One of the most long-established engineering fields, civil engineering has created much of the built environment that we all take for granted, including the roads, bridges, harbours, water management systems and transport buildings we benefit from every day in the UK.

But that’s not to say the sector is standing still. Technological advances and innovation are resulting in new construction capabilities and better civil engineering project management.

Increasingly, our physical environment can be altered and improved, with fewer constraints, but with greater emphasis on safety and sustainability.

Here are five trends underpinning that:

1. Predictive Modelling

Civil engineers have been associated with ancient soothsayers. Much of their skill has come from anticipating issues, solving problems even before they happen and creating structures to manage both current and future needs.

For example, supporting power and utility networks needs to take in to account not just current land use but any future developments.

The advent of Big Data and great analytical tools has provided civil engineers with even more predictive acumen. It is now possible to generate Business Information Models that show outcomes and “play out” potential issues and stress points. This means plans can be made and structures can be created with far greater insight.

2. Learning from The Past

There is also a strong leaning towards retrospection in the field of civil engineering. Recent natural disasters – including earthquakes and hurricanes – alongside tragic incidents such as Grenfell Tower, have highlighted the need to revisit many long-held notions of what is acceptable in construction terms.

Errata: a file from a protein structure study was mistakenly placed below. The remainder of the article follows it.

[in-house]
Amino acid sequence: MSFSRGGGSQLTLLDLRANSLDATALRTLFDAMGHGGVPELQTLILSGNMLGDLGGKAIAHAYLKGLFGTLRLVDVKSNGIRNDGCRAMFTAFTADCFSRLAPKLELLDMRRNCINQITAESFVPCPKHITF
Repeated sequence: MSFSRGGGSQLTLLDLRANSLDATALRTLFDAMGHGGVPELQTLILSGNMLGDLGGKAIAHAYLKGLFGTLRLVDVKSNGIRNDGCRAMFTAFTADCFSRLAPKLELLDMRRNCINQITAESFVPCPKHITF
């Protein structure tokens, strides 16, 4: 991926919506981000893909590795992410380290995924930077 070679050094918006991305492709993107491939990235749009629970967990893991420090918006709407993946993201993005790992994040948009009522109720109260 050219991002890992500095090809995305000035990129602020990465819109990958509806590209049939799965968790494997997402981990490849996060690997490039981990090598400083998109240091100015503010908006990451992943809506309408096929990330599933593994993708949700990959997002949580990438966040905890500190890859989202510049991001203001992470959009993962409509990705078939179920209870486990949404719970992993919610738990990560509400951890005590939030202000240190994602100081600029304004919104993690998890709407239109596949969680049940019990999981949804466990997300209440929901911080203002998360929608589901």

Modern technology is all well and good, but sound structures can also be the result of relying more heavily on the expertise and insights of experienced civil engineers.

3. New Data Capture Opportunities

Fortunately, the tools for inspecting structures and also mapping new projects and creating Business Information Modelling, are becoming far more adept.

Among the most significant trends in this field is the use of drones and thermal imaging technology to provide a wealth of usable data.

4. Sustainability in Civil Engineering

Concern about environmental impact could hardly be classed as a new trend. However, there are advances in the technology, materials and methodology to support sustainable design in civil engineering.

Much of the ability to combine social, sustainable and engineering goals into one project comes from the Business Information Modelling and predictive data analysis work referred to above. But innovation is rampant in this sector too.

A good example of this is “smart roads”. The race is on to find ways to construct motorways and other major arteries combining transport and sustainable aims, such as incorporating solar panels, electric car recharging points or even autonomous vehicle guidance systems.

In terms of buildings, new connectivity, data capabilities and sensors can be incorporated to manage resources better.

5. Better Client Interface and Communication

Another trend in civil engineering to grow from modern technology is the potential for faster response times in planning and delivering construction projects – with heightened accountability and management control.

Work management software and cloud based systems provide opportunities to share project updates and plans instantly, across even the most remote of locations. Everyone sees the most updated version at the same time, and amendments and sign-off occur in real time.

To see how Lydon Contracting Ltd is using the most up-to-date technologies, methodologies and materials – alongside irreplaceable professional experience and insights – contact us today to discuss your construction project.

Lydon Contracting Ltd

Tel:  01327 811533